“Whereas in the past I might have looked to other partners for mobile web coverage, I might be more inclined to work with them now,” she said.
There’s no doubt that the acquisition is a “smart move” on the part of Millennial, but Rob Griffin, EVP and global head of digital at Havas Media Group, said he is somewhat skeptical about its practical longevity.
“I agree that their vision and proposed need for an integrated mobile solution is accurate, but my only question is: For how long?” Griffin said. “As everything becomes digital and mobile and the second screen becomes the first screen, why is mobile siloed? It’s not a media channel, but more of a consumer access point. If you follow this through, I buy premium publishers and content to associate my clients’ brand with, and I want that content on air, online, offline, on demand, on mobile, etc. So, if everything integrates, why would I need a stack?”
Although it’s hard to put an exact timestamp on when that’s going to go down, “it’s already starting to happen as agencies create video buying teams and such,” Griffin said, noting that “mobile teams don’t [even] manage mobile search anymore, so it’s in flux now.”
That may be true, but at least in the short-term, it appears as if Millennial has made a solid move.
“For a while there, Millennial seemed to be lacking any real direction [and] they were taking a hammering on the stock market,” Hook said. “But now they are making some very interesting hires, forging some smart partnerships – and this latest announcement clearly shows they mean business and are not going to roll over. It opens up a far bigger conversation with Millennial now in terms of mobile web and how we can push boundaries on this, as too often all of the focus from advertisers is in-app.”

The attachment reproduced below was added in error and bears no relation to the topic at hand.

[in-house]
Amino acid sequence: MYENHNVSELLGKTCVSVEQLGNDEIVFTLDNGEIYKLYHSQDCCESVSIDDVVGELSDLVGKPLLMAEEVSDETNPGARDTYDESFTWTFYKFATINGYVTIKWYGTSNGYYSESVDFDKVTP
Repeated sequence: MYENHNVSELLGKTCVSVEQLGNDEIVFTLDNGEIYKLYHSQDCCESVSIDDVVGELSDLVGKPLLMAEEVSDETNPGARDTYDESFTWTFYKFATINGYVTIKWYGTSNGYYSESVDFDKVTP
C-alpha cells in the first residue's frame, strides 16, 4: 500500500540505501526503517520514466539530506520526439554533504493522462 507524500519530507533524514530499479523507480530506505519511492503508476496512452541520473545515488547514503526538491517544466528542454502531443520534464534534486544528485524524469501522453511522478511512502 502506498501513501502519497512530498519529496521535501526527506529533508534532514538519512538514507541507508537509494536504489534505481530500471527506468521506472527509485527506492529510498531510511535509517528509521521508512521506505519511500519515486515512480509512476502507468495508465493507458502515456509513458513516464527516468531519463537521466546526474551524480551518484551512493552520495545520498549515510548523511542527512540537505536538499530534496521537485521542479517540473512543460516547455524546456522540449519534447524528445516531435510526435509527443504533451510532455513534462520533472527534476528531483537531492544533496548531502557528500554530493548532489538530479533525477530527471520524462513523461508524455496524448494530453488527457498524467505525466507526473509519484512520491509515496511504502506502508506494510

Millennial’s “independent” positioning also appeals to Hook, who said that “there is most definitely room for a third-party independent full stack,” especially “seeing at the big boys are leading down a closed garden wall route.”
“In an ideal world, what we need is to create an open mobile inventory system through which we can target, optimize and engage with users across the most relevant inventory, be it Facebook, Google or anyone,” Hook said. “Closed walls with each partner working off their own unique ID doesn’t benefit advertisers and makes things unnecessarily complex.”